My wonderful trip to Tassajara last month left me with fond memories and a rather large set of photos. This is the final batch before I'll return to the garden.
The photo on the left, taken by Mr. Mouse, shows a Delphinium (Larkspur). There are a number of native larkspur in California, and I'm not sure which one I saw. It was a large delphinium, usually deep blue with the occasional albino. And there were fields and fields of it, along the road and further out along the hiking trails.
Quite breathtaking, and so soon gone.
Near the Tassajara compost buildings was a very nice batch of Penstemon centhrantifolius (Scarlet Bugler). This perennial is actually fairly easy to grow in the garden. It blooms for quite a while and is beloved by hummingbirds. I had two that were starting to get big but bound for the shade of my growning plum tree, so I tried to transplant them. Alas, easy to grow, hard to transplant. I'm thinking of planting a few in the front in the fall to make up for the loss. Of course I was especially thrilled to see them at Tassajara.
In the shadier areas were Collinsia heterophylla (Chinese houses), which are annuals that adapt well to garden conditions and even in the Country Mouse garden up in the hills. It's easy to see how they got their name; the petals evoke pagodas rising up into the sky.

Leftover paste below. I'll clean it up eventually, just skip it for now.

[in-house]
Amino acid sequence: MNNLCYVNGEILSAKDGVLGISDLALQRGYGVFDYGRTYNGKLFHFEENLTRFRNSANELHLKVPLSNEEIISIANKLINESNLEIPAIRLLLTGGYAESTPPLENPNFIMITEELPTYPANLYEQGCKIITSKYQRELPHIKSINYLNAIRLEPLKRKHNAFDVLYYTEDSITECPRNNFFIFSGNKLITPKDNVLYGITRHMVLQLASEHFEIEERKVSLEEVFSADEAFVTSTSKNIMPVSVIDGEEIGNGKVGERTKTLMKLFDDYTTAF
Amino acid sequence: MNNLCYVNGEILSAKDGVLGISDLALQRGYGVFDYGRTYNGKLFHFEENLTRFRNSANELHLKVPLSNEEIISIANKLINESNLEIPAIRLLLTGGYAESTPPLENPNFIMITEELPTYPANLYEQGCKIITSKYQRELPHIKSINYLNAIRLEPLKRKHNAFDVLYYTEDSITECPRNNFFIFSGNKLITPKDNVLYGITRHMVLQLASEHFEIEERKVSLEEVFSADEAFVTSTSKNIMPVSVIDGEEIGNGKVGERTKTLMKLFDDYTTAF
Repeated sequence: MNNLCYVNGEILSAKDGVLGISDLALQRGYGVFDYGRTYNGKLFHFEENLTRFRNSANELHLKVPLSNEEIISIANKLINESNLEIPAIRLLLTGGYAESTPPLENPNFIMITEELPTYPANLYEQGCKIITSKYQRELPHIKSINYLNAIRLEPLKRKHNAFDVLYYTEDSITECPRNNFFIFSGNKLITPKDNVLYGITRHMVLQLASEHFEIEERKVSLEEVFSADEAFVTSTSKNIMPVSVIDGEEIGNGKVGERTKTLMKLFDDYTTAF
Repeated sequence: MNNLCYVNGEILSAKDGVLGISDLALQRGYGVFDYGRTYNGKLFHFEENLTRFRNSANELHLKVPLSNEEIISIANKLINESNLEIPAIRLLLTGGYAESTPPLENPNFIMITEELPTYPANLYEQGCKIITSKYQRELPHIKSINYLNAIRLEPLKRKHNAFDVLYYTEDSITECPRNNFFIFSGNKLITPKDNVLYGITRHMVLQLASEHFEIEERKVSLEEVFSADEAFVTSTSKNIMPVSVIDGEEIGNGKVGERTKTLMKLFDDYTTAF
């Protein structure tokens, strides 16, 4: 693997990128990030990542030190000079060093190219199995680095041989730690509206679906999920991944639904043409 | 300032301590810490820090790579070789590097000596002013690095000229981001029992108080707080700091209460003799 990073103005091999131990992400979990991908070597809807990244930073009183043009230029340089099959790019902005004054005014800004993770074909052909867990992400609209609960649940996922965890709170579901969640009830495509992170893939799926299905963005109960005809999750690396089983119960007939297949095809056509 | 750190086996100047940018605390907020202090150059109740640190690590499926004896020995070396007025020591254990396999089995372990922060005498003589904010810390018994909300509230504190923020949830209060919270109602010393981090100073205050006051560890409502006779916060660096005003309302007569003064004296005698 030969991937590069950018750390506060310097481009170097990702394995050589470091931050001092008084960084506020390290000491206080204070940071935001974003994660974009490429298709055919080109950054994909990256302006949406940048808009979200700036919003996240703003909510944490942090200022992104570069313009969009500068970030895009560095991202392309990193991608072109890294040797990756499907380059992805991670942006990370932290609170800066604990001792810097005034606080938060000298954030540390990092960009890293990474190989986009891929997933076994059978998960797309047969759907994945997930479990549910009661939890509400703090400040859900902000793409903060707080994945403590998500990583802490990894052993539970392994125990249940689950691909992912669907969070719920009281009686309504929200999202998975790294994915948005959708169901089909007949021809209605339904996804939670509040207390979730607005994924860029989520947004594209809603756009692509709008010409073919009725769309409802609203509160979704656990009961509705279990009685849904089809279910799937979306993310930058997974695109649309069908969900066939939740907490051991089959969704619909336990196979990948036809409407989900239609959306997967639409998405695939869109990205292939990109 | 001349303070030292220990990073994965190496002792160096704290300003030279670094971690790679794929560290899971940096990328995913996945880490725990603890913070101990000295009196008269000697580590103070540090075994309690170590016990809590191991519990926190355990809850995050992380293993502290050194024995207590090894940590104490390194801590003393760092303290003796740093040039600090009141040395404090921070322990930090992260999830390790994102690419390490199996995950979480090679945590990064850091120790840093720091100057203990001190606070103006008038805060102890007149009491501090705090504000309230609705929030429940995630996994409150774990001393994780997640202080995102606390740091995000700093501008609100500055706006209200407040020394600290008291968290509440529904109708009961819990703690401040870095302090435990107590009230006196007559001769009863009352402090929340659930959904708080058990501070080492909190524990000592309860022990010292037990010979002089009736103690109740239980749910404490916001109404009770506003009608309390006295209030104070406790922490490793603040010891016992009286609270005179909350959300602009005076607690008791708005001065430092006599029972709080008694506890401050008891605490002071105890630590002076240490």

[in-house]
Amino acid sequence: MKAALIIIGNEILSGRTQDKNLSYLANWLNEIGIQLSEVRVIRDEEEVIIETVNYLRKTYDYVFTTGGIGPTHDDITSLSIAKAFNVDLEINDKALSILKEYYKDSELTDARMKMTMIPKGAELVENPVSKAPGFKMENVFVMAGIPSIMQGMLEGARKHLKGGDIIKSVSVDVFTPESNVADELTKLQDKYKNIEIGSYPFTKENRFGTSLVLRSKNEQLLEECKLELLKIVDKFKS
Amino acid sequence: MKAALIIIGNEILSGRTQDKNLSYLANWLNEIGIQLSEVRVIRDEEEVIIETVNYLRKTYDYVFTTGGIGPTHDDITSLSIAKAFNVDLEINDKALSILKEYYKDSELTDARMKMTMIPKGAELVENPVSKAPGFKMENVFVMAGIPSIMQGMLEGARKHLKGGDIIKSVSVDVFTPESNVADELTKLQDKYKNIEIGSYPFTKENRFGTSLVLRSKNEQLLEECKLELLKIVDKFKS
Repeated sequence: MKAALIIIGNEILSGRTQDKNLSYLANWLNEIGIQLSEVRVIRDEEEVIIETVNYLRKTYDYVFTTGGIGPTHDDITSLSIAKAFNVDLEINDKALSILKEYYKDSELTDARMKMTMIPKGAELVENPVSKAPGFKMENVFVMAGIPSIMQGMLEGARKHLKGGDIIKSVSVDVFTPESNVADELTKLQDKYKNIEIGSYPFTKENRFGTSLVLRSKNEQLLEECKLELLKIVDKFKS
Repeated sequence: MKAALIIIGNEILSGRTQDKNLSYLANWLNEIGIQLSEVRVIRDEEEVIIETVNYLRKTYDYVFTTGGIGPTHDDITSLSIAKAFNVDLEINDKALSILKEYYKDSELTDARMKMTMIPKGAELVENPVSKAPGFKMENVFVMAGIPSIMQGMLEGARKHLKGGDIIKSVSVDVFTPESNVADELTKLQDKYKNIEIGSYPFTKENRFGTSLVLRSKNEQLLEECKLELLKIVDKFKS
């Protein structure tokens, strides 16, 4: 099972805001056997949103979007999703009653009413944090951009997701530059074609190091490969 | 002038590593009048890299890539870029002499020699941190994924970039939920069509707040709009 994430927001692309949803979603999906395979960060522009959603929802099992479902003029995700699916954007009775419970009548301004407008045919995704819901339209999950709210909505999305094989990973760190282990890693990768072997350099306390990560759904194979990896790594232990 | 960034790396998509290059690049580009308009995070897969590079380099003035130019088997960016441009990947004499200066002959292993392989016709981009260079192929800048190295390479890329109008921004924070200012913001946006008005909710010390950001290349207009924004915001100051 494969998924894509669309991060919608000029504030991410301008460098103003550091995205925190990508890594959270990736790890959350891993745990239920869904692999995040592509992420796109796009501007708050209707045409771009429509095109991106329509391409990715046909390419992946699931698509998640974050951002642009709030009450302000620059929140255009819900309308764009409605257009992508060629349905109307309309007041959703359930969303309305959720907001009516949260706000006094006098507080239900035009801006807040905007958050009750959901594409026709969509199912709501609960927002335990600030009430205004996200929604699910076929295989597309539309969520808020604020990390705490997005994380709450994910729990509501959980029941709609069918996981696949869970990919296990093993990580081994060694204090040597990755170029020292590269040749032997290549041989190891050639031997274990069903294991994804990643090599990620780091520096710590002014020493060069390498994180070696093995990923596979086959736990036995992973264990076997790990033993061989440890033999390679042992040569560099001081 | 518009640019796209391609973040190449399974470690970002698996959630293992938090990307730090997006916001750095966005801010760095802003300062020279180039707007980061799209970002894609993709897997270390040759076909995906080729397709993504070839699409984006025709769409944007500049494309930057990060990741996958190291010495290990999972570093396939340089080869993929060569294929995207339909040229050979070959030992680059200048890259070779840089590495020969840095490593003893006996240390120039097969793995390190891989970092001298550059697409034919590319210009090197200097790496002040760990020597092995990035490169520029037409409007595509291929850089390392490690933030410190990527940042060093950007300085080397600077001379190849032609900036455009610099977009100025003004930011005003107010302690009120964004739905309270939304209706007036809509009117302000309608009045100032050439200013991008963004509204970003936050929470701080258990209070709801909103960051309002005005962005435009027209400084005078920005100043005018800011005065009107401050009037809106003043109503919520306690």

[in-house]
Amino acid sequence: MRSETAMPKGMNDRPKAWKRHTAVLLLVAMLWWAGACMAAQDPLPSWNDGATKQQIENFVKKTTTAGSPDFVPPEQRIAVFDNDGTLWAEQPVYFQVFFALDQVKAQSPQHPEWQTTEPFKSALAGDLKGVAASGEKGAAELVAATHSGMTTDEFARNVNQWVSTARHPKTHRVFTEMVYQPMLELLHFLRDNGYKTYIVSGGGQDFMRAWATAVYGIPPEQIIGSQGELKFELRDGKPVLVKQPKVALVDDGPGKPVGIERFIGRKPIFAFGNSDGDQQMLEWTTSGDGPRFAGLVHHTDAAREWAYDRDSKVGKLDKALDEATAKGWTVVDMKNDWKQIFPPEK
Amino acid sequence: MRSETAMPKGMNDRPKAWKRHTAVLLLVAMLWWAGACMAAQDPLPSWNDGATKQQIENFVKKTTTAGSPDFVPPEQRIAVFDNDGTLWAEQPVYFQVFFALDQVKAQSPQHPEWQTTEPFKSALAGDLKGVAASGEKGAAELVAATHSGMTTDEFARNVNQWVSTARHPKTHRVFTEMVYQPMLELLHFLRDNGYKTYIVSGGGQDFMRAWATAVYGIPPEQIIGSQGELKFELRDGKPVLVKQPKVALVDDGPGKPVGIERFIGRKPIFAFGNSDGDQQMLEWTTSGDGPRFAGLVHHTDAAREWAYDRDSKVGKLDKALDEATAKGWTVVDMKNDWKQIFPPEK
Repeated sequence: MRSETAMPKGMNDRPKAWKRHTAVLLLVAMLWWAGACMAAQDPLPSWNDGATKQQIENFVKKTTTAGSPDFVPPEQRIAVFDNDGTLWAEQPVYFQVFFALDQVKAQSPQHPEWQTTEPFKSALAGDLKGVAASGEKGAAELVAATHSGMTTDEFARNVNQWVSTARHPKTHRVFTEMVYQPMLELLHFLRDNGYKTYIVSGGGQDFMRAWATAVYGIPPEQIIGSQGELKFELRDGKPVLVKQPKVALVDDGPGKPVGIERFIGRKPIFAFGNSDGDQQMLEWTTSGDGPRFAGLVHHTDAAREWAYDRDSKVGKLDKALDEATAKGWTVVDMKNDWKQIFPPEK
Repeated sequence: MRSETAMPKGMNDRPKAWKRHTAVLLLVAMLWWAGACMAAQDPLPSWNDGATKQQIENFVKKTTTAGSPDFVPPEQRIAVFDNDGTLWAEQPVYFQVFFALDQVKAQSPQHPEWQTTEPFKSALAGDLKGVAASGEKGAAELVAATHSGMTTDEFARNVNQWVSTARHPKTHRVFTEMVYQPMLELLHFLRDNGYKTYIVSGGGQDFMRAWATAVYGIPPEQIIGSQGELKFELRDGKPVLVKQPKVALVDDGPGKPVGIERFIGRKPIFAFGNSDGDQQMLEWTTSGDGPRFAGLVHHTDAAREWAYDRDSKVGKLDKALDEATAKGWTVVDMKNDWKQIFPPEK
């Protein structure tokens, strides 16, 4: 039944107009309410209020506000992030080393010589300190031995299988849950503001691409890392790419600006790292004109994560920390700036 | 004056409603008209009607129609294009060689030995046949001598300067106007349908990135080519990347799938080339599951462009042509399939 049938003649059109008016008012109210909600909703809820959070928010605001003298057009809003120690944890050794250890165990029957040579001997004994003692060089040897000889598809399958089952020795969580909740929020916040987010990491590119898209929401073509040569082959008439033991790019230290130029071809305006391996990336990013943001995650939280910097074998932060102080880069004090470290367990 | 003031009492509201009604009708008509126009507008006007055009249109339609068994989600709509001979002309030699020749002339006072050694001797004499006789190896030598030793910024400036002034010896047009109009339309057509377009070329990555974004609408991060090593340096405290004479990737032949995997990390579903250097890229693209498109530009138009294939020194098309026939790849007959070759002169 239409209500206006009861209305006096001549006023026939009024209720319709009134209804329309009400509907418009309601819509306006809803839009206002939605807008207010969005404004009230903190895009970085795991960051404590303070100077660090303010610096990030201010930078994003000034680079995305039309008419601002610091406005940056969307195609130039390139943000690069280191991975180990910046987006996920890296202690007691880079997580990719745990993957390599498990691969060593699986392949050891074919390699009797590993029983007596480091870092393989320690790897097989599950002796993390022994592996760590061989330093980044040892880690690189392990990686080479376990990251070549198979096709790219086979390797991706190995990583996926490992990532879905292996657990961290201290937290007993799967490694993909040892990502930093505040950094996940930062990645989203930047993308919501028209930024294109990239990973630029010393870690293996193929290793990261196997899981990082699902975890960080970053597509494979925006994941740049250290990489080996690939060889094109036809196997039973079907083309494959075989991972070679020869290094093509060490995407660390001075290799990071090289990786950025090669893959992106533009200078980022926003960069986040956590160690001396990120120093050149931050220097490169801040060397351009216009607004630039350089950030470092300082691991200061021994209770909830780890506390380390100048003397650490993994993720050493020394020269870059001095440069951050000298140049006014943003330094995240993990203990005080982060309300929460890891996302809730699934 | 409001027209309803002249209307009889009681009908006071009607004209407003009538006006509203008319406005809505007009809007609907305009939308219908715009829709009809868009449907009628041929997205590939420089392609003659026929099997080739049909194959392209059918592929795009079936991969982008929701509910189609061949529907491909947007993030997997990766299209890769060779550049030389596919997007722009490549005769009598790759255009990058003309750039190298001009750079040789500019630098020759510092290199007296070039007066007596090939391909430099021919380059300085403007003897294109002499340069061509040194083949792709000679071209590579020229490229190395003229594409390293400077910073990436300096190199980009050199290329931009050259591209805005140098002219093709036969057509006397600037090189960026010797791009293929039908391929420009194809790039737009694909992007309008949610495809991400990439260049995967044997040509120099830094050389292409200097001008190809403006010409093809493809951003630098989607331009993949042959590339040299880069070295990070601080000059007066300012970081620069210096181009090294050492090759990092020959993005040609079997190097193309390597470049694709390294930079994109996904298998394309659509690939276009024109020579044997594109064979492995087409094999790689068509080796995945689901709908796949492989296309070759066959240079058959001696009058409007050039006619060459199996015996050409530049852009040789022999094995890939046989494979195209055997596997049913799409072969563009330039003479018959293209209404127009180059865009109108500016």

Back in the sun, Castilleja (Indian paintbrush), which was also especially abundant this year. I used to think it's not possible to grow this plant in gardens, but a post at the Dry Stone Gardens blog tells of a nursery that sells them. The nursery grows Castilleja together with its host plant. You just plunk them both in the ground, and enjoy them both.
A blooming succulent in the rock crevices along the road was also new to me. Another perfect drainange plant, most probably, but so beautiful.
I'm actually growning several California succulents this year, and I'm very happy with the interesting structure, beautiful flowers, and insects and hummingbirds that come visit. But that's for another post.
For now, just one more picture of the wildflowers, reminding me how beautiful it all was. I've been invited to go back to do more bodywork on the residents in September, but it will be strange to walk the dusty road without the joyful colors of the flowers. But I'll know then that the rains won't be far, and another wildflower season will follow.